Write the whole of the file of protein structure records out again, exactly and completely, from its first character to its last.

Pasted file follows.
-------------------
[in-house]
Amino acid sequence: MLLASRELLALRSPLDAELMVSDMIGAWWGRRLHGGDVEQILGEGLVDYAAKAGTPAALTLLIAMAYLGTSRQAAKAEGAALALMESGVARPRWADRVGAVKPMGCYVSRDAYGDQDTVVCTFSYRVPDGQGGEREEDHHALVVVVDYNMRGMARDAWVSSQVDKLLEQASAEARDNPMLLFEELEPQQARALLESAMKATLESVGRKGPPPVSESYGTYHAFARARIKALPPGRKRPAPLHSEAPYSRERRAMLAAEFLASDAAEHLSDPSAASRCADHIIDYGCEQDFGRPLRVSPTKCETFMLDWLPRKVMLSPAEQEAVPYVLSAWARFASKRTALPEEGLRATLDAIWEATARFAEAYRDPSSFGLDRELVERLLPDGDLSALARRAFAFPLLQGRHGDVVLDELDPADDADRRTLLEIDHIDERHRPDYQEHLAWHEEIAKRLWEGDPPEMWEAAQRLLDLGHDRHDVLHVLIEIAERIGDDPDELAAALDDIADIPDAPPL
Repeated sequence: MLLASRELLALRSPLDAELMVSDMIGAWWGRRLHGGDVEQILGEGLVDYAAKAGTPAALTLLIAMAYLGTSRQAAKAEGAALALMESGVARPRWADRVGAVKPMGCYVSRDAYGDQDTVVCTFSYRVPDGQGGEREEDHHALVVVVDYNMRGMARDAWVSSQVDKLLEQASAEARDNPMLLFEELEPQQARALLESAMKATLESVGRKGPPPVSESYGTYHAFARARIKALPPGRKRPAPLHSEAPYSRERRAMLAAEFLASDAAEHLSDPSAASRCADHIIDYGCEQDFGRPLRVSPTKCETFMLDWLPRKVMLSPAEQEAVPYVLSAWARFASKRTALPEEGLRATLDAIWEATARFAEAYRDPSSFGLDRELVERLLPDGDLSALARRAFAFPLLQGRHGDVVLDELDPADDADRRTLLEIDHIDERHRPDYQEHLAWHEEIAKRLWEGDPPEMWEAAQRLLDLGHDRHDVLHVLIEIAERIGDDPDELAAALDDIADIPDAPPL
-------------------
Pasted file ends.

[in-house]
Amino acid sequence: MLLASRELLALRSPLDAELMVSDMIGAWWGRRLHGGDVEQILGEGLVDYAAKAGTPAALTLLIAMAYLGTSRQAAKAEGAALALMESGVARPRWADRVGAVKPMGCYVSRDAYGDQDTVVCTFSYRVPDGQGGEREEDHHALVVVVDYNMRGMARDAWVSSQVDKLLEQASAEARDNPMLLFEELEPQQARALLESAMKATLESVGRKGPPPVSESYGTYHAFARARIKALPPGRKRPAPLHSEAPYSRERRAMLAAEFLASDAAEHLSDPSAASRCADHIIDYGCEQDFGRPLRVSPTKCETFMLDWLPRKVMLSPAEQEAVPYVLSAWARFASKRTALPEEGLRATLDAIWEATARFAEAYRDPSSFGLDRELVERLLPDGDLSALARRAFAFPLLQGRHGDVVLDELDPADDADRRTLLEIDHIDERHRPDYQEHLAWHEEIAKRLWEGDPPEMWEAAQRLLDLGHDRHDVLHVLIEIAERIGDDPDELAAALDDIADIPDAPPL
Repeated sequence: MLLASRELLALRSPLDAELMVSDMIGAWWGRRLHGGDVEQILGEGLVDYAAKAGTPAALTLLIAMAYLGTSRQAAKAEGAALALMESGVARPRWADRVGAVKPMGCYVSRDAYGDQDTVVCTFSYRVPDGQGGEREEDHHALVVVVDYNMRGMARDAWVSSQVDKLLEQASAEARDNPMLLFEELEPQQARALLESAMKATLESVGRKGPPPVSESYGTYHAFARARIKALPPGRKRPAPLHSEAPYSRERRAMLAAEFLASDAAEHLSDPSAASRCADHIIDYGCEQDFGRPLRVSPTKCETFMLDWLPRKVMLSPAEQEAVPYVLSAWARFASKRTALPEEGLRATLDAIWEATARFAEAYRDPSSFGLDRELVERLLPDGDLSALARRAFAFPLLQGRHGDVVLDELDPADDADRRTLLEIDHIDERHRPDYQEHLAWHEEIAKRLWEGDPPEMWEAAQRLLDLGHDRHDVLHVLIEIAERIGDDPDELAAALDDIADIPDAPPL